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For the first time, scientists have completely sequenced the genome of a man who died during the Pompeii eruption.
The researchers believe the volcanic ash buried the bodies and protected their DNA from the environment.
Mount Vesuvius erupted nearly 2,000 years ago, burying the Roman city of Pompeii in ash.
When Mount Vesuvius erupted one summer morning in AD 79, the Roman city of Pompeii – and most of its citizens – were frozen in time, buried under tons of volcanic ash. Since explorers rediscovered Pompeii in the 18th century, archaeologists have gradually discovered what life was like there.
Now, for the first time, researchers have fully sequenced the ancient DNA of an individual who died in the Vesuvius explosion.
“It was really surprising that we could get this kind of result,” Gabriele Scorrano, assistant professor of geogenetics at the University of Copenhagen and lead author of the study, told Insider, adding, “It looks like this kind of environment has helped conservation in one way or another.”
In a study published Thursday in Scientific Reports, Scorrano and his team examined the remains of two individuals found at the Casa del Fabbro, or Craftsman’s House, which was first discovered in 1933. One was a man in his thirties at the time. of her death, while the other set of remains belonged to a woman in her 50s.
The researchers extracted ancient DNA from parts of the skulls of both sets of remains. Although the team sequenced the DNA of both individuals, only the man’s skull provided enough DNA for full analysis, Scorrano said. Prior to this study, only short sequences of human and animal DNA from Pompeii had been sequenced.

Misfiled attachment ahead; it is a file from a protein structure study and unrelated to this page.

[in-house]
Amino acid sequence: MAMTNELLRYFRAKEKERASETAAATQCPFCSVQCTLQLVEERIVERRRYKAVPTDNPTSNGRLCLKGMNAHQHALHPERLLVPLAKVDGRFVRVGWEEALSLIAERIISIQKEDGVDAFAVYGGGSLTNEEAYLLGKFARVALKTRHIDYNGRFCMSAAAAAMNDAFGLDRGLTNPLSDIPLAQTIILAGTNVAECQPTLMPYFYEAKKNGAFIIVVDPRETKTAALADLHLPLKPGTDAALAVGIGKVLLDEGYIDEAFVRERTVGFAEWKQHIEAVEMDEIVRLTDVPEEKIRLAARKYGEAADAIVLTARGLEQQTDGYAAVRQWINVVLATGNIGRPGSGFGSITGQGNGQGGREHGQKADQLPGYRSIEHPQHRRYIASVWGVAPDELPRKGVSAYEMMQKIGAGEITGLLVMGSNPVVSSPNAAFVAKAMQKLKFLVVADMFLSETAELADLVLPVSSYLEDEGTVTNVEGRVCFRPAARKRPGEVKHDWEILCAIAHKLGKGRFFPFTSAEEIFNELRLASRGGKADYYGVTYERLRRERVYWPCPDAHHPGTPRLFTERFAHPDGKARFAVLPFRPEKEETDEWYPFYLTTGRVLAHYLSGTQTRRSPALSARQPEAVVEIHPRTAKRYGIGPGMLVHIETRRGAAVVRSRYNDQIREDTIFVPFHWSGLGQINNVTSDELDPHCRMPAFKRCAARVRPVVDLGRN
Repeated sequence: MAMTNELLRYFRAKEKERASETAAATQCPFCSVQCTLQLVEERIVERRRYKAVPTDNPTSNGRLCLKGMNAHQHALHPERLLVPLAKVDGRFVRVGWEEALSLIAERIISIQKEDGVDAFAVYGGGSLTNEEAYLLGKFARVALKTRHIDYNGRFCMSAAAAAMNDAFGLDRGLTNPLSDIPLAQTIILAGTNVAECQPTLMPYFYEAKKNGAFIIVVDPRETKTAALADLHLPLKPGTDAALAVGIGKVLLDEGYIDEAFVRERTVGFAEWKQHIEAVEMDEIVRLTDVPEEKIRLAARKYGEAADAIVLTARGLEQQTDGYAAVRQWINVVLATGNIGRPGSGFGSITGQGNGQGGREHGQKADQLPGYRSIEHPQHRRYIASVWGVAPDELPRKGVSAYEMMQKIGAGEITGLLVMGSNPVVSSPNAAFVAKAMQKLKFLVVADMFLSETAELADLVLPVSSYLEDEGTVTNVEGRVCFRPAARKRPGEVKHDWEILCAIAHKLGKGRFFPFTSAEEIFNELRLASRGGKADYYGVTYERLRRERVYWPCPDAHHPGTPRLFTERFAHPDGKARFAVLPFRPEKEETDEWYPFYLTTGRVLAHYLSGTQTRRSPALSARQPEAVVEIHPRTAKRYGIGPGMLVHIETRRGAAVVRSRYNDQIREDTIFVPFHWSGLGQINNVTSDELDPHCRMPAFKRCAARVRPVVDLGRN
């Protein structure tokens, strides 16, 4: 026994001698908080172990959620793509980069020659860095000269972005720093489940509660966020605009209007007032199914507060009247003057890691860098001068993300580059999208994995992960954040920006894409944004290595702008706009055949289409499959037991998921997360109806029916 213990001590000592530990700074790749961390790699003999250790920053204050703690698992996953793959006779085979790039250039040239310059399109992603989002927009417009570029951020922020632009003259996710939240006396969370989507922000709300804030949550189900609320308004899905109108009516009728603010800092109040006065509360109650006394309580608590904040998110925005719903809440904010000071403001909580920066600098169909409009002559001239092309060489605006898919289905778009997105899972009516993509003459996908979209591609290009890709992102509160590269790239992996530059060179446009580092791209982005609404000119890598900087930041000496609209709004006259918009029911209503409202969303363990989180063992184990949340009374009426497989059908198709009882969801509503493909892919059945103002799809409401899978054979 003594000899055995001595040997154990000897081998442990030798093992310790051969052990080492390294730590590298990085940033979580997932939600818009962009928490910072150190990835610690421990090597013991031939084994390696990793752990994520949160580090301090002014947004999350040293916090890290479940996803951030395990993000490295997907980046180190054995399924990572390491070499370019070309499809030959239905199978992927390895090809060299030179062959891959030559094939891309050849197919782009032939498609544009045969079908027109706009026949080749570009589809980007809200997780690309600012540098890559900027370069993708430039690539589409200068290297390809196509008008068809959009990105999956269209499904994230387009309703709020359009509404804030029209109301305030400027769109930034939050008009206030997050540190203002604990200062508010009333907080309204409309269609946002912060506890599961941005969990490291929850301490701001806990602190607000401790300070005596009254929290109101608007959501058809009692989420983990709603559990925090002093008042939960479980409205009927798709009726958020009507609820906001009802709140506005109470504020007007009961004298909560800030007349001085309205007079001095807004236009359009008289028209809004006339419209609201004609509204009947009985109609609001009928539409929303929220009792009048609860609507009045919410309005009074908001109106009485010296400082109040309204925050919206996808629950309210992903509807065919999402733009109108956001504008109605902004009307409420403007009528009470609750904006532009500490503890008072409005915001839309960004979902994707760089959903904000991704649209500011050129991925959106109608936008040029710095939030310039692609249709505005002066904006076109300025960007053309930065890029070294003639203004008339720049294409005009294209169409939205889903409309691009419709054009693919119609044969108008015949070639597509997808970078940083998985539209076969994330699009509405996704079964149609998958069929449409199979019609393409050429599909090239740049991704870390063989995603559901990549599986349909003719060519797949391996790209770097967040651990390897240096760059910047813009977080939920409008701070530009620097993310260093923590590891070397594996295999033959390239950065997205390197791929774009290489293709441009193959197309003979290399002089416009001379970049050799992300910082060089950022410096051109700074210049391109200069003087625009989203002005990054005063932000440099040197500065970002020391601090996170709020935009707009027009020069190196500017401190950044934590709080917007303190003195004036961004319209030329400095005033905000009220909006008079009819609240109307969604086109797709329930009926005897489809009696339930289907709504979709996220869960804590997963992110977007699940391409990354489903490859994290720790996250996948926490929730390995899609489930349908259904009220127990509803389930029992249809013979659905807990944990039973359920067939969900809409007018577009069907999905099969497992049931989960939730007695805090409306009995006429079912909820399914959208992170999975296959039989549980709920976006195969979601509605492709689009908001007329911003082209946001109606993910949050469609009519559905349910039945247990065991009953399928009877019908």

After comparing the sample to the genomes of 1,030 ancient and 471 modern West Eurasian individuals, the researchers found that the human genome bore similarities to modern central Italians, as well as other groups living in Italy during the Roman Empire. However, some genes in the sample matched genes commonly found in people who lived on the island of Sardinia, rather than mainland Italy, which experts say suggests greater genetic diversity across Europe. Italy at the time.
Researchers believe that Vesuvius’ ash cover buried the bodies, protecting the ancient DNA from environmental factors that can deteriorate it, such as oxygen. “The sample had been covered by ash from this eruption. The preservation of the bones is actually very good – they are perfect for collection in the DNA study,” Scorrano told Insider.
The sample also showed possible signs of tuberculosis of the spine, or Pott’s disease – which was endemic in Roman times, but is rare in the archaeological record, as the disease rarely leaves a mark on the bones.
“It seems, according to the bioarchaeologist, that this type of disease may not have allowed them to try to escape,” Scorrano told Insider, adding, “They died in this position because they didn’t didn’t get a chance to run away.”
Scorrano and his team hope their techniques can be applied to other victims caught in the ash flurry nearly 2,000 years ago, to gain a better insight into life in Pompeii before and during the disaster.
“I think our study argues for a more in-depth analysis of individuals from Pompeii,” he told Insider, adding, “Normally when you study a specific site, you have a date range. Here , this is a picture of what happened on 1 afternoon, August 24, 79 AD – we can really come to understand the population at that time.”
Read the original article on Business Insider
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